Monday, August 9, 2010

Mystery Medical Mondays: Ears

Good Morning everyone!! I hope you have a wonderful Monday!!

This week on Mystery Medical Mondays I'm going to be discussing ears. It is swimming season, which means lots of swimmers ear!!

First lets review some anatomy of the ear canal. There is an External, Middle, and Inner portion of the ear. The external ear canal is the passage way between the outside to the tympanic membrane. The Middle ear is where the ossicles (or ear bones) are housed and it is enclosed by the tympanic membrane and the Eustachian tube. The Inner ear is the part that does the "hearing" and it is formed by the cochlea and the semicircular canals.

Pictured borrowed from here

Usually the only thing a physician, or physician assistant can see when they look in your ears is the tympanic membrane. A normal one looks like this:

Pictured borrowed from here

So what is swimmers ear you ask? It is an infection of the external ear canal, also called otitis externa. It is usually due to "dirty" water getting into the ear canal and not drying up. Otitis externa can be caused by bacteria, fungus, or even yeast. Usually patients that complain of ear pain a few days after swimming have otitis externa. The most common test to distinguish the difference between external ear infection compared to a middle ear infection is the "Tragus test." The Tragus is little flap of cartilage in front of your ear "hole" or acoustic meatus, that when pushed to cover up the acoustic meatus causes pain. Also pulling or tugging the ear causes pain- this indicates an external ear infection and the most common treatment is ear drops (anti-fungal, or anti-bacterial). This is a classic case of otitis externa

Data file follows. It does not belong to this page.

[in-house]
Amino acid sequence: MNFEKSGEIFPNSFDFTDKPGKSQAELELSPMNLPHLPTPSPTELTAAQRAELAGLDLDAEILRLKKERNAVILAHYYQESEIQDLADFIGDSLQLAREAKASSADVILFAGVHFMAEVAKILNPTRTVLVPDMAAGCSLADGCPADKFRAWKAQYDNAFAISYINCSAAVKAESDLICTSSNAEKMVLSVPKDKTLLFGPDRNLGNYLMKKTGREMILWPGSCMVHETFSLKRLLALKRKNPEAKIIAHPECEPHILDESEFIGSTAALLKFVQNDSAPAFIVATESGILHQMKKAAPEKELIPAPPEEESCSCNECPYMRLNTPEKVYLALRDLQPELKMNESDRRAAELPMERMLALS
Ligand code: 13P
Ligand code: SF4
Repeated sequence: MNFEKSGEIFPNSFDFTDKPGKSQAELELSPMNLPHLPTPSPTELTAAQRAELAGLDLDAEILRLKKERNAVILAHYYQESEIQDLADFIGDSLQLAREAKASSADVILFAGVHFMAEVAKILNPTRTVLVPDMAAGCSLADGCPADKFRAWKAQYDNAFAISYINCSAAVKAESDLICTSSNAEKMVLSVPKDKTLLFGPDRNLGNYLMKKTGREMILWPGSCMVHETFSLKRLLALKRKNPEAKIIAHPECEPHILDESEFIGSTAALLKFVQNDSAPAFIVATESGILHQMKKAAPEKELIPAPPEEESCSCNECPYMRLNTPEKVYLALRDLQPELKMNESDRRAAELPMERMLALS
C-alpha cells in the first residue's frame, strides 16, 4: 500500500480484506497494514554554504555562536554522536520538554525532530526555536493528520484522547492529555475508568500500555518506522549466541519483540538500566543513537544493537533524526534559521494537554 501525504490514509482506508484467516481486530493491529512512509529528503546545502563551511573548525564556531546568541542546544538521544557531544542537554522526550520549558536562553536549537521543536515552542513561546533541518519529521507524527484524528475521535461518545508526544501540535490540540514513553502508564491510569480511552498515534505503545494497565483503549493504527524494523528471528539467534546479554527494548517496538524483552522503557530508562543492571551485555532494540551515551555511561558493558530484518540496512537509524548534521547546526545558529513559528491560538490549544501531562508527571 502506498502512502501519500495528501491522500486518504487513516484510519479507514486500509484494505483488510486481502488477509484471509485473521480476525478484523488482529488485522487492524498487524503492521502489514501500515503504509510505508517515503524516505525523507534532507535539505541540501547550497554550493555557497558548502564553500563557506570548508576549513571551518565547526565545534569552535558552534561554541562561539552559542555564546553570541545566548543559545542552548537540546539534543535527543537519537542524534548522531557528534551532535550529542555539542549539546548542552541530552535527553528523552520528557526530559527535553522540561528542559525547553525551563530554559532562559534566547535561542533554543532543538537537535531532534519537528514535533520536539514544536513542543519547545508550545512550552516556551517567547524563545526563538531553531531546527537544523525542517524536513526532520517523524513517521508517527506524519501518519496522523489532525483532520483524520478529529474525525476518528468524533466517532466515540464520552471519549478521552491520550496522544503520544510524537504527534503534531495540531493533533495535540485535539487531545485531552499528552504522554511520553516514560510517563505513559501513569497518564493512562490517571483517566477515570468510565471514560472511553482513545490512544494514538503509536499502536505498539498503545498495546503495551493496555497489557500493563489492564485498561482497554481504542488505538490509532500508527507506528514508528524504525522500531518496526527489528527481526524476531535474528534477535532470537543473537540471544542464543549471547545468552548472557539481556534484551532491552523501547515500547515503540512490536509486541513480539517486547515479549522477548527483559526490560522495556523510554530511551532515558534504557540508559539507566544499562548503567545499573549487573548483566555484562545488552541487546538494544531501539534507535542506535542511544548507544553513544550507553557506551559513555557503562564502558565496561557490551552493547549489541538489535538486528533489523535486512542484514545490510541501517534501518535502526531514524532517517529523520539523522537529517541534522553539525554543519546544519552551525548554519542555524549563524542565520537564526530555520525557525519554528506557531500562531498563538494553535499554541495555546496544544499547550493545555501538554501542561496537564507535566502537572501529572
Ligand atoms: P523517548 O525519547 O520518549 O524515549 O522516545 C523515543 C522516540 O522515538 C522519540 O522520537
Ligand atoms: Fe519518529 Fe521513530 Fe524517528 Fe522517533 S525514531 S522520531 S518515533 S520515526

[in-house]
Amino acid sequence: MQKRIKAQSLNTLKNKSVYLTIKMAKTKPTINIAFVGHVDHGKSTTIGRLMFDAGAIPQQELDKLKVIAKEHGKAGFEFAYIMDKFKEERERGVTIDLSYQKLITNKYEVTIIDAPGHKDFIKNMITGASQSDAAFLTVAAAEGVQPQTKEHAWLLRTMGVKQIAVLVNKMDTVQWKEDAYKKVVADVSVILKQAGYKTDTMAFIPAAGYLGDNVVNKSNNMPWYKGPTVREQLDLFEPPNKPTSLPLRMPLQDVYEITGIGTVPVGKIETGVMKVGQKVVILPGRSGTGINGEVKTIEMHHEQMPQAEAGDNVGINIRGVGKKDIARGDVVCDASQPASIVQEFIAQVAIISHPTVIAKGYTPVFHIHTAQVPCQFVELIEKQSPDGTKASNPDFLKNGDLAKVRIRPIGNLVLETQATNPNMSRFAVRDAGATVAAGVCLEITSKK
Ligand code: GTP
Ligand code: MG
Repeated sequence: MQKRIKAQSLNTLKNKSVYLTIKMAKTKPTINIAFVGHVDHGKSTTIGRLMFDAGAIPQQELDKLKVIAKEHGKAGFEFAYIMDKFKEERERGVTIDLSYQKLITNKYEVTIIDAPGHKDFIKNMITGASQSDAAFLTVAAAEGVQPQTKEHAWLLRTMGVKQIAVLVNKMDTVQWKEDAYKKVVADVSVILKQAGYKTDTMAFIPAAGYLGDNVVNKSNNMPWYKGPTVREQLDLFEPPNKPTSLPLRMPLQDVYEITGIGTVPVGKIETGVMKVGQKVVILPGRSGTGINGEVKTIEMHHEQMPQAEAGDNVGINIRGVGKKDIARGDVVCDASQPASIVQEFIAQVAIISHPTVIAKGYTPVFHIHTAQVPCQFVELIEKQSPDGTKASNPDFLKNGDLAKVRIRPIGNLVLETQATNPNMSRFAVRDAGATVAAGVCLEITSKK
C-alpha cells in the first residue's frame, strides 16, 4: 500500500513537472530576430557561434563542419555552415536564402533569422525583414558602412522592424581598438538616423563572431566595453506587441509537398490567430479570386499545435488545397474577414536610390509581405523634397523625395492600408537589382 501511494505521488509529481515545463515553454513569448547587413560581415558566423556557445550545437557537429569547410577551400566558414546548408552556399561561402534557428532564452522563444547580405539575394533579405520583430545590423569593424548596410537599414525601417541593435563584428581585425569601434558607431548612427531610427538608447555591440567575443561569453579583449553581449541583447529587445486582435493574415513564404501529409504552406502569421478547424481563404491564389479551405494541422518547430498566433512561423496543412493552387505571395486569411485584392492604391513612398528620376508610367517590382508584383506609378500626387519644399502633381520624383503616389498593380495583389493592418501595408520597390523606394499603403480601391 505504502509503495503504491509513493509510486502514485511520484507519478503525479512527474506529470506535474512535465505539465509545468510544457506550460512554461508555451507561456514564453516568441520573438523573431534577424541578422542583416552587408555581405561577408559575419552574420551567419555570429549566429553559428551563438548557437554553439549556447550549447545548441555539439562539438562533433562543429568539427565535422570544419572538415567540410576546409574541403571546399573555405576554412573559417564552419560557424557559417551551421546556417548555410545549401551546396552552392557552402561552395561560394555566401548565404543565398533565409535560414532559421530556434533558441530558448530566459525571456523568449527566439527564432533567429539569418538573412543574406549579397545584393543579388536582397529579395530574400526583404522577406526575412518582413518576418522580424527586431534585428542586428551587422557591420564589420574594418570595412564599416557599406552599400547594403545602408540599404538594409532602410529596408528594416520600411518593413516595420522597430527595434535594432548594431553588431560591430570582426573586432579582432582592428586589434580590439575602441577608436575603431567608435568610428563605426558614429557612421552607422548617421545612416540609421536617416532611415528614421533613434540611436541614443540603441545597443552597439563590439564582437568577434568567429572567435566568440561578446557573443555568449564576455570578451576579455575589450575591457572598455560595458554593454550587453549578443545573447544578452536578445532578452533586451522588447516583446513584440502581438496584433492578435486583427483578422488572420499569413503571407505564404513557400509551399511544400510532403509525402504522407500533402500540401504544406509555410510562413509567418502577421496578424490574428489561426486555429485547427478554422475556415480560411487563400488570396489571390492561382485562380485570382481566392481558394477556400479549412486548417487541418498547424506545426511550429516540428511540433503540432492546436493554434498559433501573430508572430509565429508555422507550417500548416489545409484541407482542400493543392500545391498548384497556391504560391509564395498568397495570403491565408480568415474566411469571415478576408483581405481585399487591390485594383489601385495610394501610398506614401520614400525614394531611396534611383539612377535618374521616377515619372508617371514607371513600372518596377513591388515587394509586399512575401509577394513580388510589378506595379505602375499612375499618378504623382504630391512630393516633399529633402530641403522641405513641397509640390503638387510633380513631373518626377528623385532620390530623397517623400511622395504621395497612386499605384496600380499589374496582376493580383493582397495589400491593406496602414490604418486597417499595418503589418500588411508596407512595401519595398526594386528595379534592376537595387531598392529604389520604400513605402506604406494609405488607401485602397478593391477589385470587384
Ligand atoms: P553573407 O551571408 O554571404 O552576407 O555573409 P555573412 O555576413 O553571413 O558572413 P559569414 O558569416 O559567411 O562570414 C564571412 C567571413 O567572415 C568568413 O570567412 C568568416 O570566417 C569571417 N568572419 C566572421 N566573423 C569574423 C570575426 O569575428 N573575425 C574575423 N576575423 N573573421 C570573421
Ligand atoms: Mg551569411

Picture borrowed from here
A Middle ear infection is most common in small children, or seasonal allergy sufferers. This is usually caused by increase pressure in the middle ear due to swelling of the Eustachian tube. Bacterial multiply causing intense pain and pressure. Small children who have a fever and are "tugging" at their ears most likely have a middle ear infection. This is what a tympanic membrane looks like during a otitis media. This is treated with oral antibiotics, however sometimes a shot is given as well. 
Picture borrowed from here
When small children, or even some adults have chronic middle ear infections, they will sometimes have surgery to place "tubes" in their ears to help equalize pressure better. They often look like this:

Picture borrowed from here
I hope you learned a bit about the tympanic membrane and some of the most common complaints from children and adults during these warm swim-worthy months. 

Remember to rinse your ears with a swimmers ear solution after getting out of the water to prevent Otitis Externa!! 

Have a great day, and thanks for stopping by!!

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